When I get close to what I want I set up my tripod and start making very minute changes until the elements line up the way I want. The Manfrotto tripod I use has the ability to set the camera right above ground level if necessary to get just the angle I want.

If the lighting is too harsh, that’s when I get out my handy little collapsible reflector/diffuser disc set. Mine folds down into about a six inch diameter case but opens up large enough to cover most wildflower scenes. The diffuser softens harsh sunlight, and I can zip a reflective cover onto it to direct fill light onto a subject if necessary.

Once I have the composition I want, then I experiment with different apertures, which changes the depth of field to give me just the right amount of selective focus to cover the parts of the flower I want sharp while throwing the background out of focus. This of course requires an equivalent change in shutter speed, which causes another set of problems if the wind is blowing and you need both a fast shutter speed and a small aperture. Such is life.

Yucca and Mexican Hat, Mexican Hat, Utah

An aloe yucca blooms below the iconic Mexican Hat rock formation, near the town of Mexican Hat, Utah.

Another difficulty comes when it’s time to keyword the images. Working on the keywording and search engine teams at Getty Images has given me the knowledge and discipline to keyword my images effectively, and this includes identifying wildflowers that I photograph. This can be the most challenging part of the workflow, since so many wildflowers are similar or have numerous variants. But I try to do what I can, using both hard-copy field guides and online resources. If I’ve visited a National Park, for example, I’ll check their species lists and maybe buy a pocket wildflower guide at the gift shop.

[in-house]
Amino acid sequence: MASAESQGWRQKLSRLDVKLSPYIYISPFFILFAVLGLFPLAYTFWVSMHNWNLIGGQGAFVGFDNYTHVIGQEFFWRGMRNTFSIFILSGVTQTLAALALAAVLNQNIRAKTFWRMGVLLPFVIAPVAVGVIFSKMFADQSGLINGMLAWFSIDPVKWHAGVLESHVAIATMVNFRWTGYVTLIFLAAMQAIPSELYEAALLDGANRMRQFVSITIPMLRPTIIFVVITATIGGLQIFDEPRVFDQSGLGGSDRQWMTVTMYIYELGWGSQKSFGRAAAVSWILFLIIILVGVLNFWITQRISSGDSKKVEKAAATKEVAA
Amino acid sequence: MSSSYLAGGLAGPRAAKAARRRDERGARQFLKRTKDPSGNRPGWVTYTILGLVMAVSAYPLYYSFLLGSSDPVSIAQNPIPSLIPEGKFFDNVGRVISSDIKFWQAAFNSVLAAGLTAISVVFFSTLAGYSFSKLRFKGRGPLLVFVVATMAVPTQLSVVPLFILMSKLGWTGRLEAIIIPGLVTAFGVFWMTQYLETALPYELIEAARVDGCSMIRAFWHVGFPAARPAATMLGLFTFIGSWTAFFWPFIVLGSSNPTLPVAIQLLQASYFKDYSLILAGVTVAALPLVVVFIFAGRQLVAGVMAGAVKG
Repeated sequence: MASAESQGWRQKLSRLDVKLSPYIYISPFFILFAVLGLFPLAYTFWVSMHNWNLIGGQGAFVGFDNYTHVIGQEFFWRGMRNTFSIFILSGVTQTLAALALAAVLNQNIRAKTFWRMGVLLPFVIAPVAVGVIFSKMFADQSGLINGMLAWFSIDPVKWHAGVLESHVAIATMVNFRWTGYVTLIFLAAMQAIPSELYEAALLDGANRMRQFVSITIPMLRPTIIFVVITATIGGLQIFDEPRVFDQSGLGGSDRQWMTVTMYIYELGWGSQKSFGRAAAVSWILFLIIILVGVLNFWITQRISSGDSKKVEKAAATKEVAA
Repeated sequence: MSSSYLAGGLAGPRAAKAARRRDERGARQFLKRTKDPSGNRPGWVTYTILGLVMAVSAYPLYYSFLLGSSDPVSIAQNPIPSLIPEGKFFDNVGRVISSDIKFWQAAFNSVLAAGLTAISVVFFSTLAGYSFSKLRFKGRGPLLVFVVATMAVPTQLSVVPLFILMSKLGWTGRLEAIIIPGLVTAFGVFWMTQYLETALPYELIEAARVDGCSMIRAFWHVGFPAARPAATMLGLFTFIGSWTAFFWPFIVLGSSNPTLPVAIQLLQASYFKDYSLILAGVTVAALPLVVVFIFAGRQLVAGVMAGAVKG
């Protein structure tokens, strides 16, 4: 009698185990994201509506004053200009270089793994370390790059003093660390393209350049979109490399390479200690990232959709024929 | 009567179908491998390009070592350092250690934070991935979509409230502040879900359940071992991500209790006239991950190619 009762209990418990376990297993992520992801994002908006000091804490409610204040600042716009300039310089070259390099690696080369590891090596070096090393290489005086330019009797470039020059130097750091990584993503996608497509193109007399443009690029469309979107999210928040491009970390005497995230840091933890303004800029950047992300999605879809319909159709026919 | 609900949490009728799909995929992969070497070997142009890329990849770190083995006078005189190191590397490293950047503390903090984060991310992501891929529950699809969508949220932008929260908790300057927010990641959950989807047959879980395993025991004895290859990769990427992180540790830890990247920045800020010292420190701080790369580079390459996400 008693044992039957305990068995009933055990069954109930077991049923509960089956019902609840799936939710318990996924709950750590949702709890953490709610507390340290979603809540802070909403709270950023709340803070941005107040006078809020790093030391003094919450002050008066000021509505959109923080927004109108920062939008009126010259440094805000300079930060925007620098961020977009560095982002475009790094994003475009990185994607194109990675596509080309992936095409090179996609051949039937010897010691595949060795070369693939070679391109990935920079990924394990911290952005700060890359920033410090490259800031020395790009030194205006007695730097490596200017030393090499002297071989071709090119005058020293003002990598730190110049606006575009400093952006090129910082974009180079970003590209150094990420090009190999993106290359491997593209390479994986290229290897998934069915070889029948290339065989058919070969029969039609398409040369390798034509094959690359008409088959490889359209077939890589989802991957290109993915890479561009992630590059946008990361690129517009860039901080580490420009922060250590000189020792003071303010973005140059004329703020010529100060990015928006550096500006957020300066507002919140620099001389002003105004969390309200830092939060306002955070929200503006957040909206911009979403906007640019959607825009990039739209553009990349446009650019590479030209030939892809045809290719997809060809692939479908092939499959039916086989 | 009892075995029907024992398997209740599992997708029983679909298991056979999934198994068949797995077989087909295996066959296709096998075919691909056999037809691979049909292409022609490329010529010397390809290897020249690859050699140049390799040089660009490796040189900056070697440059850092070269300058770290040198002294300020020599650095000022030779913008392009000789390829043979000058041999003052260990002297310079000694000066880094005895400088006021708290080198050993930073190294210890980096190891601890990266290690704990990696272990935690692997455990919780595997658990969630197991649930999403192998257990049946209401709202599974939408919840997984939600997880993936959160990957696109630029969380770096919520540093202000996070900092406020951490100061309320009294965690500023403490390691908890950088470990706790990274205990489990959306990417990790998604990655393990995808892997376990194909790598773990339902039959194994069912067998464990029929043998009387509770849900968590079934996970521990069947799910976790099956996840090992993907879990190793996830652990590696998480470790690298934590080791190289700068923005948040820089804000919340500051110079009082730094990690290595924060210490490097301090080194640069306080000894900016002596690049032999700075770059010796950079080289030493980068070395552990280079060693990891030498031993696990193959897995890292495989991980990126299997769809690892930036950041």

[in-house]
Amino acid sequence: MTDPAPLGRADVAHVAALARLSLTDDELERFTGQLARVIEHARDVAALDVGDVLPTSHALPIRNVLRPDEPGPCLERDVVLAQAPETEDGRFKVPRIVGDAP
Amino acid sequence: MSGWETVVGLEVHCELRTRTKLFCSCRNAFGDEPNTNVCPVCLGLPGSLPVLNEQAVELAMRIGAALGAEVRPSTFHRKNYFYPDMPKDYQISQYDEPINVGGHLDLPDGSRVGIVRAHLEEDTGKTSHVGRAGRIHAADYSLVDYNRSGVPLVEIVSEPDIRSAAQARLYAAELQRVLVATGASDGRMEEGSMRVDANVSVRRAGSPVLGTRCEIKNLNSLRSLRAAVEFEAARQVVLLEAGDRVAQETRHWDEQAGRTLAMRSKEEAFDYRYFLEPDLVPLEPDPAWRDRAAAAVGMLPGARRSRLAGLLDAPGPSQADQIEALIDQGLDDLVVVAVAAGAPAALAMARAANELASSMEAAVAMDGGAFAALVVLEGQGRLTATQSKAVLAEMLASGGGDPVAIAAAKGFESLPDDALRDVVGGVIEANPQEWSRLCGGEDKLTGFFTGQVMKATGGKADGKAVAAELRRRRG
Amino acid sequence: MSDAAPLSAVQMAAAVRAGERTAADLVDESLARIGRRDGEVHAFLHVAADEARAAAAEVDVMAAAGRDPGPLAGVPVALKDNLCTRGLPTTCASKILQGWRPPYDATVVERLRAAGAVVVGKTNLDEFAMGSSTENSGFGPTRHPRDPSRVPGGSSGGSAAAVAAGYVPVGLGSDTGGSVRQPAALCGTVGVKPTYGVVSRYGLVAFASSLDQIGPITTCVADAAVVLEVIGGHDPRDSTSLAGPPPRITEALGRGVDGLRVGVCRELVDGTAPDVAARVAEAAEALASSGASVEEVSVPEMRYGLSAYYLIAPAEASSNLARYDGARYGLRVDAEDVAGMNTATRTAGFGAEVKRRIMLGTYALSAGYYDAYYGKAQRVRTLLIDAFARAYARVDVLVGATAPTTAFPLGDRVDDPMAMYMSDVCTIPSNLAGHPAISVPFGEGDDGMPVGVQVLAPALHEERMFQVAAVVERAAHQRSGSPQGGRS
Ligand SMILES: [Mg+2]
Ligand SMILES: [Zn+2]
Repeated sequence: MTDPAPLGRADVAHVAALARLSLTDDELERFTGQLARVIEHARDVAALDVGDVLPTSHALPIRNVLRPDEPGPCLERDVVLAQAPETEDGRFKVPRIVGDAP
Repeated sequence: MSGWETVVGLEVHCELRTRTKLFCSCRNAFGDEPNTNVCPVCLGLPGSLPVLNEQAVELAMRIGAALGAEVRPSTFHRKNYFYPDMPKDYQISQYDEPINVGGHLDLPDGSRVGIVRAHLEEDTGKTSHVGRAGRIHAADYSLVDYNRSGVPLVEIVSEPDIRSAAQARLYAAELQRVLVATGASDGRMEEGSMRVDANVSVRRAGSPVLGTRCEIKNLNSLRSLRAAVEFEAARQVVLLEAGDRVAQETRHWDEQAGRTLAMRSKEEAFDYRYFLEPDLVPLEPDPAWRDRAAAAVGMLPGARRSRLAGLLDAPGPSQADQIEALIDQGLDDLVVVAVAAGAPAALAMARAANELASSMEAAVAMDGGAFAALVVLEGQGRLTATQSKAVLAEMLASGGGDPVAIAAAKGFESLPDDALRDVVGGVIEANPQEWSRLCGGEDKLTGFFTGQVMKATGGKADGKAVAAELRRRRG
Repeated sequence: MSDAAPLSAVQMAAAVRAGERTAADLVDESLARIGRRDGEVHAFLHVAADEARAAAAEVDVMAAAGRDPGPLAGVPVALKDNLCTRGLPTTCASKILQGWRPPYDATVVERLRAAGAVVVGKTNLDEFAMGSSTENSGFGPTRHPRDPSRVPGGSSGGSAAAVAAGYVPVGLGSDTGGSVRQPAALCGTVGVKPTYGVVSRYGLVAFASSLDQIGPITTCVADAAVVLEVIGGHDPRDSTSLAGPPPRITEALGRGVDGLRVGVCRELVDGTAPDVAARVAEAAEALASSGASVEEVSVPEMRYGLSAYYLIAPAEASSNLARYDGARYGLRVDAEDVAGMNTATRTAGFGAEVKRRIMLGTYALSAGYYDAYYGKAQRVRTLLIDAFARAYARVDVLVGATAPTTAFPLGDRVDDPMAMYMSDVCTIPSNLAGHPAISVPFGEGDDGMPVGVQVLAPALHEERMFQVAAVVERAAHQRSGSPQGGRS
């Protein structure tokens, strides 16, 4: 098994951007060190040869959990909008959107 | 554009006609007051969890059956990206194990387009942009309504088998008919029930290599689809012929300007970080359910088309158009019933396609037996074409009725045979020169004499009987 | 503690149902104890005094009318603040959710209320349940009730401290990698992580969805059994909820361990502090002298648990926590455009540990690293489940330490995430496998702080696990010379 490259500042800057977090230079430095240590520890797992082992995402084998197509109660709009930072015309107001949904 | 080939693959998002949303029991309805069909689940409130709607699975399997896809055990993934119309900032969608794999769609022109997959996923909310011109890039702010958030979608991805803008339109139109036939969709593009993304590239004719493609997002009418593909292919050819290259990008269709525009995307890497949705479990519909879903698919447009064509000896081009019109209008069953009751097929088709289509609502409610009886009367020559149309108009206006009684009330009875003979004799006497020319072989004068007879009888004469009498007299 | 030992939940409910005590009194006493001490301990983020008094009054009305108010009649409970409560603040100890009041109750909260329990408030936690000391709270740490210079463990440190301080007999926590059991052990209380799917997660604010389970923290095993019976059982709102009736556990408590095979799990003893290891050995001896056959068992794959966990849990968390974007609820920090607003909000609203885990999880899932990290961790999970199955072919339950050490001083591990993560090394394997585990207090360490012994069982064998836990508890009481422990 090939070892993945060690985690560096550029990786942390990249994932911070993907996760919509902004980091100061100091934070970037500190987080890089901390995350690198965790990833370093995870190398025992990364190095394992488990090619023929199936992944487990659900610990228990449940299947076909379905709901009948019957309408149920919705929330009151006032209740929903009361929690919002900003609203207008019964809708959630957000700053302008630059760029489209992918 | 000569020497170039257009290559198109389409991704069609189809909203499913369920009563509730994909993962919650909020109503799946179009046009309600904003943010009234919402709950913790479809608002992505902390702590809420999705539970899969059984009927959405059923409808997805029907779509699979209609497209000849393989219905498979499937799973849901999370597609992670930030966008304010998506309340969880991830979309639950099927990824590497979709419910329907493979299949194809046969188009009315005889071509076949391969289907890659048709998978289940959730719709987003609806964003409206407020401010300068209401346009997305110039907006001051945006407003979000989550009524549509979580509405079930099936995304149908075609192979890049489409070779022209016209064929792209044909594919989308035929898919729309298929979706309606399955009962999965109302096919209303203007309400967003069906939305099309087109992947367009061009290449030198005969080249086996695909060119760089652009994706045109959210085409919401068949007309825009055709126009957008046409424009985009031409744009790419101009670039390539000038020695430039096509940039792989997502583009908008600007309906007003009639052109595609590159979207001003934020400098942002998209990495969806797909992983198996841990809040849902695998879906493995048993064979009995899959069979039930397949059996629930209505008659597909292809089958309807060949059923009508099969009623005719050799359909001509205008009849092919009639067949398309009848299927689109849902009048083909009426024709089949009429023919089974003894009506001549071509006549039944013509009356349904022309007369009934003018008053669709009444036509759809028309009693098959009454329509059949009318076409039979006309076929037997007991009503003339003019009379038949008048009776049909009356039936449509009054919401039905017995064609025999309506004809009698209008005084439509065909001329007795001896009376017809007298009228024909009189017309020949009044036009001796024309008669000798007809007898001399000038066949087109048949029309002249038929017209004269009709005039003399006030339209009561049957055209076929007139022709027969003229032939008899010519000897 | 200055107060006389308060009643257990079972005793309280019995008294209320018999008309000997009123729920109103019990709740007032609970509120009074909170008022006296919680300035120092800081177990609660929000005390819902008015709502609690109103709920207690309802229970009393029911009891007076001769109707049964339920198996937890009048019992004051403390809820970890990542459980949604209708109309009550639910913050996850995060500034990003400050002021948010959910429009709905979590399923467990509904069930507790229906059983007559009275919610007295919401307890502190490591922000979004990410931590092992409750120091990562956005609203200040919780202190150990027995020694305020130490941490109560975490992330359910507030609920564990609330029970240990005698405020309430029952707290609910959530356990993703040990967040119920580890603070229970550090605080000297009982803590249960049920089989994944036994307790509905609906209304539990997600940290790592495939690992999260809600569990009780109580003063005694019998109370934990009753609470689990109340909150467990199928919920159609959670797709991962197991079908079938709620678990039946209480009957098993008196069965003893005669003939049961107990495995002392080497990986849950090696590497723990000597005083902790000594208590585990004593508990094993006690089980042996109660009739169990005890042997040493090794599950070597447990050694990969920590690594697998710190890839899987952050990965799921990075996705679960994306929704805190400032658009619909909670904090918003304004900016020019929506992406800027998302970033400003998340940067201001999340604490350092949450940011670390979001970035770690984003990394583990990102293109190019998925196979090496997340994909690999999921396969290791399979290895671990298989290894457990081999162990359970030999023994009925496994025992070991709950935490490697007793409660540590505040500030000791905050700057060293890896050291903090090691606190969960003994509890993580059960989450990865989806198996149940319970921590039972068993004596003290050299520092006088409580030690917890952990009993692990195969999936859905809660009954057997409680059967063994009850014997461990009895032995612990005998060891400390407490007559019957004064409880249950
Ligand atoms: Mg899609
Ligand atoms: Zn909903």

There are a lot of online resources available, but they often lack photographs, or the images don’t show the flowers clearly enough, or they’re just so incomplete as to not include what I need. My new favorite, though, is, which includes a section called Wildflowers of Western USA. I was able to identify every image in today’s article using this site, which is very unusual – I typically have to check almost as many references as the number of flowers I’m trying to identify to feel confident that I have a correct match. So consider this site bookmarked!

Desert globemallow, Mexican Hat, Utah

A beautiful Desert globemallow blooms against a soft backdrop of sandstone, near the town of Mexican Hat, Utah.

So that’s it for this year’s trip to the American Southwest. I hope you’ve enjoyed the images I brought back and posted over the past few weeks. Now it’s time to start planning the next adventures, and trust me, I have some interesting ideas in the works!

Until next time!

Pale evening-primrose, Arches National Park, Utah

A pretty pale evening-primrose blooms along the Park Avenue trail in Arches National Park, Utah.

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2 Responses to “Southwest Wildflowers”

  1. Debby Cole says:

    Enjoyed your site! lovely photos.
    Don’t think the white wildflower above is a penstemon, though. The label seems to have migrated from a previous pic.

    • Ed Leckert says:

      Thanks for noticing that, Debby! That is exactly what happened – cut and paste error. I need to go fix the buggy software that causes me to have to cut and paste captions in the first place!